Possible gene expression by macrophages in ischemic/hypoxic areas of various inflamed and/or diseased tissues. (Gray, roman type = hypoxia-regulated genes/proteins expressed by macrophages. Bold, italics = genes or proteins shown to be expressed/up-regulated by macrophages in hypoxic/ischemic areas of a given tissue.)

FIGURE 1.

Possible gene expression by macrophages in ischemic/hypoxic areas of various inflamed and/or diseased tissues. (Gray, roman type = hypoxia-regulated genes/proteins expressed by macrophages. Bold, italics = genes or proteins shown to be expressed/up-regulated by macrophages in hypoxic/ischemic areas of a given tissue.)

Close modal

The prominent hypoxia-inducible transcription factor, HIF-1, is known to regulate many of the genes illustrated in Fig. 1 and to be up-regulated by macrophages in many of the ischemic tissues discussed in this article. However, care should be taken in assuming that HIF-1 up-regulation reflects exposure to hypoxia per se. As mentioned briefly in an earlier section, HIF-1 accumulates in macrophages in response to factors other than hypoxia. For example, oxidized low-density lipoprotein induces HIF-1α accumulation and HIF-1-dependant transcriptional activation in human monomac-6 cells (a macrophage cell line) under normoxic conditions (72). HIF-1 levels can also be up-regulated in macrophages by LPS (70), Gram-positive, and Gram-negative bacteria (71). Furthermore, HIF-1 has been shown to be up-regulated by proinflammatory cytokines and reactive oxygen species in several cell lines derived from different tissues but, as yet, not in macrophages (reviewed in Ref.73).

It should also be noted that hypoxia can activate gene transcription in macrophages by mechanisms that are independent of HIFs. For example, hypoxia increased macrophage intracellular levels of hydrogen peroxide, which coincided with increased binding of the transcription factor AP-1 to the CXCL8 promoter and concurrent increase in CXCL8 mRNA expression (27), suggesting that AP-1 may be the main hypoxia regulated transcription factor regulating CXCL8 expression in hypoxic macrophages (although hypoxic activation of CXCL8 by C/EBPβ as well as AP-1 has also been demonstrated) (74). Furthermore, using C/EBPβ-deficient macrophage cell lines and peritoneal macrophages from C/EBPβ knockout mice, Albina et al. (75) showed that arginase-1 up-regulation by hypoxia in macrophages is modulated entirely by C/EBPβ. NF-κB, activating transcription factor-4, and Egr-1 have also been found to be up-regulated in human macrophages by hypoxia in vitro (L. Elbarghati, C. Murdoch, and C. E. Lewis, unpublished observations) and in murine macrophages (76, 77). However, the role of these latter proteins in regulating gene expression by macrophages in inflamed, hypoxic tissues has yet to be determined.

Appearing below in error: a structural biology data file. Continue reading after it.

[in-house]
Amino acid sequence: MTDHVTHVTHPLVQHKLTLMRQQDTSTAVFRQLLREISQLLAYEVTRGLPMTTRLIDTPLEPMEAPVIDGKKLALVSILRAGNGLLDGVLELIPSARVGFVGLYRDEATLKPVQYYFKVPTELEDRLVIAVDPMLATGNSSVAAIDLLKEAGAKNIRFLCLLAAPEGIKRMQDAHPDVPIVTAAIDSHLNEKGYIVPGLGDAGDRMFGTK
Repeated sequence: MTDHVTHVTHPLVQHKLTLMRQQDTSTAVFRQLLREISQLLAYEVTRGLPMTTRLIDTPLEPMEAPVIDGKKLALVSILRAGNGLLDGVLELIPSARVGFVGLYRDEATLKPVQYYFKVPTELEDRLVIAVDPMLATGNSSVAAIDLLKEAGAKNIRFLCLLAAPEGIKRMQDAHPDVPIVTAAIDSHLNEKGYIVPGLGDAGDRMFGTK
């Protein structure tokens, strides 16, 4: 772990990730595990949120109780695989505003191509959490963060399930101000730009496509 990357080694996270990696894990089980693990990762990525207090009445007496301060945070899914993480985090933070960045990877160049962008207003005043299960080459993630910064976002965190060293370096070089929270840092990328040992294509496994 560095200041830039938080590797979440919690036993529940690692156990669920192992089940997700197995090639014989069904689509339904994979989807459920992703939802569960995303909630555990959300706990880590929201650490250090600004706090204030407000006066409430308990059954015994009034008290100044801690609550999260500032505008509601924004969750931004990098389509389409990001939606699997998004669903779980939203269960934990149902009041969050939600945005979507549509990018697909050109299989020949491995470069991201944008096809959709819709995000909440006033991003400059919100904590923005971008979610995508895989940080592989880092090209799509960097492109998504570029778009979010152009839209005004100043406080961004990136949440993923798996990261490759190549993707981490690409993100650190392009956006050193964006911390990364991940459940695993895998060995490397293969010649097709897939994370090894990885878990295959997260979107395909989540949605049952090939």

The costs of publication of this article were defrayed in part by the payment of page charges. This article must therefore be hereby marked advertisement in accordance with 18 U.S.C. Section 1734 solely to indicate this fact.

1

This work is supported by the Biotechnology and Biological Sciences Research Council (BBSRC) (to C.M.), the Yorkshire Cancer Research (to M.M.), and BBSRC, the Medical Research Council, the Engineering and Physical Sciences Research Council, the Yorkshire Cancer Research, and The Wellcome Trust (to C.E.L.).

3

Abbreviations used in this paper: HIF, hypoxia-inducible factor; VEGF, vascular endothelial growth factor; PIMO, pimonidazole; MMP, matrix metalloproteinase; FGF, fibroblast growth factor; TNF-α, tumor necrosis factor α; MIF, macrophage inhibitory factor; iNOS, inducible NO synthase; PDGF, platelet-derived growth factor; VLDL, very low-density lipoprotein; ORP150, oxygen-regulated protein 150; MI, myocardial infarction; RA, rheumatoid arthritis.